The Centre will buy 75 per cent of all the vaccine produced in the country and provide them to the States free of cost, announced Prime Minister Narendra Modi in an address to the nation on Monday.
Modi said that from June 21 the government will provide free vaccines to all above 18 years. “No State government will spend anything for vaccines. Till now, crores of people have got free vaccines, now the 18-year and above segment will be added to this,” he stated.
Modi did not miss the opportunity to point out that the initial decision of a liberalised vaccine procurement policy was based on demands from the States.
The new policy will be rolled out in two weeks, he said adding that the Centre and the States will make work to new guidelines.
“The system of 25 per cent vaccines being procured directly by private hospitals will continue. State governments will monitor that private hospitals levy only ₹150 service charge over the decided price of vaccines,” he said.
Vaccine firms may lose out
According to observers, for vaccine-makers such a centralised procurement will mean loss of revenues as the Centre’s buying price is lower than the rate at which States were to get the vaccines. For instance, Serum Institute’s price for the Centre was ₹150 per dose, while the States were to get it at ₹300. Bharat Biotech’s selling price to the States was ₹400/dose. But the real deal will be revealed, say industry-watchers, when the Centre procures from Pfizer or Moderna or imports the Russian vaccine Sputnik V. “It remains to be seen at what price they will negotiate with the foreign companies and if it will it be more than what the government is allowing Indian companies to charge,” said an observer.
PM blamed for delay
Reacting to the government’s change of stance, Opposition parties said the Prime Minister should be held responsible for the delay in vaccination. Senior Congress leader Jairam Ramesh said the PM had inflicted a huge cost on the people by delaying accepting the Opposition’s demand for centralised procurement and free jabs for 18-44-year olds.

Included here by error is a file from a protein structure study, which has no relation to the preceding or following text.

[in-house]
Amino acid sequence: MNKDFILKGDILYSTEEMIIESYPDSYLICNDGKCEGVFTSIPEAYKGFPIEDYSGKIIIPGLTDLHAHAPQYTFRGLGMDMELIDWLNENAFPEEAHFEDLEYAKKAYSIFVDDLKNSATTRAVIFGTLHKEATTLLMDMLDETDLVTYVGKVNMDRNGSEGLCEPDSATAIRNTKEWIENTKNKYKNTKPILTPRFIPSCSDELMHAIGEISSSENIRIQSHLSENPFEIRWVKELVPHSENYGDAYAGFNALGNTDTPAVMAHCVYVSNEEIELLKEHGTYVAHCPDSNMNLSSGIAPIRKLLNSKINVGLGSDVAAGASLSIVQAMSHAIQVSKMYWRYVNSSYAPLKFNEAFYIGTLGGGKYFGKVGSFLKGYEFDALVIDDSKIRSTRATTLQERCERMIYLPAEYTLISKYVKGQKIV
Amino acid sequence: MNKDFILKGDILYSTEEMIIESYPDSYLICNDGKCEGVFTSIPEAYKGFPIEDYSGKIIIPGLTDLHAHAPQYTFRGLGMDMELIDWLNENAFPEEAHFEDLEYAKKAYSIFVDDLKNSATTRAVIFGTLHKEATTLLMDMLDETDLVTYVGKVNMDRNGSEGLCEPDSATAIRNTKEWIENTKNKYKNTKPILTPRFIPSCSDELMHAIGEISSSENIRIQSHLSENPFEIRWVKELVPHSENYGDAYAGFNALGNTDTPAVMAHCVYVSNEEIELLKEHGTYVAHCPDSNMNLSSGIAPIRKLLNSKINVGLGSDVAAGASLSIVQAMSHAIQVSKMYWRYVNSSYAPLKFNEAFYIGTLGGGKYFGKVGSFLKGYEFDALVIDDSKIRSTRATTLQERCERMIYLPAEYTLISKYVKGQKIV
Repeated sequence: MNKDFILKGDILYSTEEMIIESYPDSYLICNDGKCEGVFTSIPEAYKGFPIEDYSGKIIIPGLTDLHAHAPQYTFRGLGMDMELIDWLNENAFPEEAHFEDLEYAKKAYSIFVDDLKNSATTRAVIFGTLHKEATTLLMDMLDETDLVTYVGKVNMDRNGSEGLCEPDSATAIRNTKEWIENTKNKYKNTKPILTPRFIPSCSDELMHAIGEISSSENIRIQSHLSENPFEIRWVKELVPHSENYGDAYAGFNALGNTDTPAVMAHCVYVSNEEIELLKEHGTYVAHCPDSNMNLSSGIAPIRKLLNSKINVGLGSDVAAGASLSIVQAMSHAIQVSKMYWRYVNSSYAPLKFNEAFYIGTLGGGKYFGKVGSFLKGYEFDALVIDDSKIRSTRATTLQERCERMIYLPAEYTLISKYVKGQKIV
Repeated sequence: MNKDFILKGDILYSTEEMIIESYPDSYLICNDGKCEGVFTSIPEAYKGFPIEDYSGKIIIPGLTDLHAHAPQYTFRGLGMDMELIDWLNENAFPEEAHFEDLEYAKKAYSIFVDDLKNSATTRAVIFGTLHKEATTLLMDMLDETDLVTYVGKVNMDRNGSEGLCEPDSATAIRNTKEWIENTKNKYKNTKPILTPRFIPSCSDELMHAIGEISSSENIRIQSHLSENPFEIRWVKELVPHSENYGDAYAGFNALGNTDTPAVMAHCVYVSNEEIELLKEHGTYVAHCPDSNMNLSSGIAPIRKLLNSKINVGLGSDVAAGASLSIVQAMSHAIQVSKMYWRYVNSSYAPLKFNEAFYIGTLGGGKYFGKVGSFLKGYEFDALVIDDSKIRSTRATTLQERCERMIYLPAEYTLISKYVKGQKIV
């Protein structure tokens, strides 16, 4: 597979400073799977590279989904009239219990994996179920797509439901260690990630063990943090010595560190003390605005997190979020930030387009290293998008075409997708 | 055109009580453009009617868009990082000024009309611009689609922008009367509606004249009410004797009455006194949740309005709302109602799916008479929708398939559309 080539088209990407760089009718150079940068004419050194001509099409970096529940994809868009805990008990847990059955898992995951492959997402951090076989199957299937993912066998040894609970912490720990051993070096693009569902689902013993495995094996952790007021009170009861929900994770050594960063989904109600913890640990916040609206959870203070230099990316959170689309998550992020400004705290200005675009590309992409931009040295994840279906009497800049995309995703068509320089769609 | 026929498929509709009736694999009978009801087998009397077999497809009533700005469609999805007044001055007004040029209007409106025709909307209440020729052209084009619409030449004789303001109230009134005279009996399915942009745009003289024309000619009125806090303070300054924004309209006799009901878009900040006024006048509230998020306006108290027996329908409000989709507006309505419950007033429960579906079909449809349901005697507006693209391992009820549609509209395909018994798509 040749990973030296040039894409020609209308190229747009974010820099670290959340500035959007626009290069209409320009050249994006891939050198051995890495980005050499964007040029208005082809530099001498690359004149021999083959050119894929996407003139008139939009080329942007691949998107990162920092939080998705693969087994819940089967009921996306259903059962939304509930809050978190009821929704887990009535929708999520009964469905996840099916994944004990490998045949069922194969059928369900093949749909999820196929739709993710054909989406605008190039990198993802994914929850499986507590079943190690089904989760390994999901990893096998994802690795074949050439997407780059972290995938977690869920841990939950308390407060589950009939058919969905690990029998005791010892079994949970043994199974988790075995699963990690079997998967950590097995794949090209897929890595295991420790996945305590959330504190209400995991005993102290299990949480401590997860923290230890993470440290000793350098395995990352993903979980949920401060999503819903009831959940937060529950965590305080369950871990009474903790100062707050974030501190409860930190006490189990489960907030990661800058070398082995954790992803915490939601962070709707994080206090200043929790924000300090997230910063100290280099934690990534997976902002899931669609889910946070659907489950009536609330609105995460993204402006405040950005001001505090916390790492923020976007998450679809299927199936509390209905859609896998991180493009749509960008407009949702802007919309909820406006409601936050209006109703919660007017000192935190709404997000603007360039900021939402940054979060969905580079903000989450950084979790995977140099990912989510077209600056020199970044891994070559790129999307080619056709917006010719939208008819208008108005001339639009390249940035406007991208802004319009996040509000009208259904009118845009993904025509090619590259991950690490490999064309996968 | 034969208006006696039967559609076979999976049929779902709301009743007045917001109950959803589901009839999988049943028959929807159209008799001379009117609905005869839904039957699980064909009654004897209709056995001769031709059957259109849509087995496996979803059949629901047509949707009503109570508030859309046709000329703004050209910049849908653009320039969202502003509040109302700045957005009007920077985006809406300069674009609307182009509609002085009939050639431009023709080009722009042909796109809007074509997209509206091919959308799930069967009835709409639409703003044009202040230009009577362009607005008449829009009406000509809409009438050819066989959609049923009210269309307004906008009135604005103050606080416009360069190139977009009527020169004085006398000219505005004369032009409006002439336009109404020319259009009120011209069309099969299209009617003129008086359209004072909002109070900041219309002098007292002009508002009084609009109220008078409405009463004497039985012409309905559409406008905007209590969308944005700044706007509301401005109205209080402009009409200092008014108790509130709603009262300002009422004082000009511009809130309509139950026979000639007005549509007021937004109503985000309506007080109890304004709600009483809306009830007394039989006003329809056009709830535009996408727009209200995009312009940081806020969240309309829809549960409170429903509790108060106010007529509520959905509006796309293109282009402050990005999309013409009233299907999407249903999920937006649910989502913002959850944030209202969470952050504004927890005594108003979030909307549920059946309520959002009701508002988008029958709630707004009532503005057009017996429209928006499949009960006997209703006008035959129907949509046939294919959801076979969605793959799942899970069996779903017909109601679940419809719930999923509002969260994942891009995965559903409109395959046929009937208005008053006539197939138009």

CPI(M) general secretary Sitaram Yechury said that the constant attempts to blame Opposition-run States are unacceptable when decision-making remains centralised in the PMO.
Clears the air
But the announcement was welcomed by other sections. “It sets the stage for a centralised vaccination programme and clears the air on differential vaccine pricing which had been under intense public debate. The government has also left enough space for private players to play their role in a ‘national mission’,” said Gurpreet Sandhu, President, Council for Healthcare & Pharma.
“We need to cover a lot of population in a short duration. The government must take private healthcare players along and keep the financial feasibility in mind,” said Shankar Narang, COO, Paras Healthcare said.
“Unfortunately, the cap of service charge at ₹150 will not cover the additional cost of offsite vaccination camps on transport, extra staff and doctor…” said a statement from Fortis Healthcare.
On the nasal vaccine, Nikkhil K Masurkar, Executive Director, ENTOD Pharmaceutical, said “… this will minimise the virus load in the body… nasal vaccines are cost-effective and efficient over intravenous injectable vaccines.
Garib Kalyan Yojana
Though the address was focussed on the vaccination strategy, the Prime Minister also said that the Pradhan Mantri Garib Kalyan Anna Yojana has been extended till Diwali.
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